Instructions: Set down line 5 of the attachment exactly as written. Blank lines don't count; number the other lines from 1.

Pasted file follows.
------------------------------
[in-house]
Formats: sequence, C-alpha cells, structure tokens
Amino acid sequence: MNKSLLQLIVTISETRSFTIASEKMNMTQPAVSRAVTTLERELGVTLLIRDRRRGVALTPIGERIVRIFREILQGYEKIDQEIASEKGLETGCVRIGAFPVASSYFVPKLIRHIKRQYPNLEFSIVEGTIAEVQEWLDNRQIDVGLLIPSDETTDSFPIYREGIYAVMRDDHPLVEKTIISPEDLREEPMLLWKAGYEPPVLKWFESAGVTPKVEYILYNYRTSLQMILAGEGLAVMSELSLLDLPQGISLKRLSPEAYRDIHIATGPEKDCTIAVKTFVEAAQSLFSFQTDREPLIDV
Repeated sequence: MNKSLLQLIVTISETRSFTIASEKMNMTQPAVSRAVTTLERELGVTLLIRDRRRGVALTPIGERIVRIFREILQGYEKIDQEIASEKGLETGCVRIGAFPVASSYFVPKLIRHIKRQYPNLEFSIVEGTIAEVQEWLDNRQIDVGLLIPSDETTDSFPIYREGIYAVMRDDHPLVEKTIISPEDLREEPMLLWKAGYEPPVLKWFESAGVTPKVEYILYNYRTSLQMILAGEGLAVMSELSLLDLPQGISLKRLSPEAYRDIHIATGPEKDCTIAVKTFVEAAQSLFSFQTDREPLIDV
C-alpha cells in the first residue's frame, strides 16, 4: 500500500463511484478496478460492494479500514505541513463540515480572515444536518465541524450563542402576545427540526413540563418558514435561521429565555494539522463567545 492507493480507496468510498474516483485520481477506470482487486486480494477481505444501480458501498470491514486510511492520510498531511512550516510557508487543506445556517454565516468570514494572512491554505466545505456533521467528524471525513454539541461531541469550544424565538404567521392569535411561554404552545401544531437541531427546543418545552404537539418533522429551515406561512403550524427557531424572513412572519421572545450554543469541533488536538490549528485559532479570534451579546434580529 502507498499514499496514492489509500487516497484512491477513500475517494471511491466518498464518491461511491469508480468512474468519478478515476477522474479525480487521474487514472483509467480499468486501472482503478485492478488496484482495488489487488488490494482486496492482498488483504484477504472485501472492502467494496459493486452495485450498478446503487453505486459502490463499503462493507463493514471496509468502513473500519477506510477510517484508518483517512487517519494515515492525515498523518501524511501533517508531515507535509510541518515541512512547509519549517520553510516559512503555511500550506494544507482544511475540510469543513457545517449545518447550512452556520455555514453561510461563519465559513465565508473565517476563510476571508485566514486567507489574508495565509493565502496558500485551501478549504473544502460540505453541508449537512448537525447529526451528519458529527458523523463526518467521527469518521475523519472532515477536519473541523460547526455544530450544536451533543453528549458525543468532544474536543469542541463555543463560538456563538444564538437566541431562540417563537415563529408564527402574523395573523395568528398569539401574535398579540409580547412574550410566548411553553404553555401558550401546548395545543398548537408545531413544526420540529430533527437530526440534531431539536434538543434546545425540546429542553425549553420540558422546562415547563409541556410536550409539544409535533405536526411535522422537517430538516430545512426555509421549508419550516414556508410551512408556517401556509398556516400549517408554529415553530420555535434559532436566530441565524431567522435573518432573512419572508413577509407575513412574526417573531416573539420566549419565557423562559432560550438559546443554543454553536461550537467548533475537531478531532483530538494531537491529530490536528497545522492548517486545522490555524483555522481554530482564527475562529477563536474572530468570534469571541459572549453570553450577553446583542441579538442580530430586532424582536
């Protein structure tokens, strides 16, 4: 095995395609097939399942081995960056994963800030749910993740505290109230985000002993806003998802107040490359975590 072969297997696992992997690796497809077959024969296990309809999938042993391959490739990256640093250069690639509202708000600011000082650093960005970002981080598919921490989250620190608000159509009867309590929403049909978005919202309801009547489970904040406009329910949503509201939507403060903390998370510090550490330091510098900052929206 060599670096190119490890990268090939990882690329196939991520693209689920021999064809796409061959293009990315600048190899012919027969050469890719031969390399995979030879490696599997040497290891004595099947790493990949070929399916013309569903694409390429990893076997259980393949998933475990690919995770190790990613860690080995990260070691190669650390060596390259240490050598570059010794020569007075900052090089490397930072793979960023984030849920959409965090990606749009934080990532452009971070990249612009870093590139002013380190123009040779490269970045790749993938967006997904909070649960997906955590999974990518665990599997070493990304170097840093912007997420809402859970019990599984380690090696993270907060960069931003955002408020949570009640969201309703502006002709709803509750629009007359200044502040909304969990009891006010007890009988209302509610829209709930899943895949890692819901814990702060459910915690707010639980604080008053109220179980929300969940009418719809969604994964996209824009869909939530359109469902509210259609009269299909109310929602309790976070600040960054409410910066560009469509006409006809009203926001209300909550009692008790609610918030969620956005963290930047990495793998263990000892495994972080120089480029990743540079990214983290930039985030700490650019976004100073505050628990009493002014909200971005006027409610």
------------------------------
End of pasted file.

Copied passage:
C-alpha cells in the first residue's frame, strides 16, 4: 500500500463511484478496478460492494479500514505541513463540515480572515444536518465541524450563542402576545427540526413540563418558514435561521429565555494539522463567545 492507493480507496468510498474516483485520481477506470482487486486480494477481505444501480458501498470491514486510511492520510498531511512550516510557508487543506445556517454565516468570514494572512491554505466545505456533521467528524471525513454539541461531541469550544424565538404567521392569535411561554404552545401544531437541531427546543418545552404537539418533522429551515406561512403550524427557531424572513412572519421572545450554543469541533488536538490549528485559532479570534451579546434580529 502507498499514499496514492489509500487516497484512491477513500475517494471511491466518498464518491461511491469508480468512474468519478478515476477522474479525480487521474487514472483509467480499468486501472482503478485492478488496484482495488489487488488490494482486496492482498488483504484477504472485501472492502467494496459493486452495485450498478446503487453505486459502490463499503462493507463493514471496509468502513473500519477506510477510517484508518483517512487517519494515515492525515498523518501524511501533517508531515507535509510541518515541512512547509519549517520553510516559512503555511500550506494544507482544511475540510469543513457545517449545518447550512452556520455555514453561510461563519465559513465565508473565517476563510476571508485566514486567507489574508495565509493565502496558500485551501478549504473544502460540505453541508449537512448537525447529526451528519458529527458523523463526518467521527469518521475523519472532515477536519473541523460547526455544530450544536451533543453528549458525543468532544474536543469542541463555543463560538456563538444564538437566541431562540417563537415563529408564527402574523395573523395568528398569539401574535398579540409580547412574550410566548411553553404553555401558550401546548395545543398548537408545531413544526420540529430533527437530526440534531431539536434538543434546545425540546429542553425549553420540558422546562415547563409541556410536550409539544409535533405536526411535522422537517430538516430545512426555509421549508419550516414556508410551512408556517401556509398556516400549517408554529415553530420555535434559532436566530441565524431567522435573518432573512419572508413577509407575513412574526417573531416573539420566549419565557423562559432560550438559546443554543454553536461550537467548533475537531478531532483530538494531537491529530490536528497545522492548517486545522490555524483555522481554530482564527475562529477563536474572530468570534469571541459572549453570553450577553446583542441579538442580530430586532424582536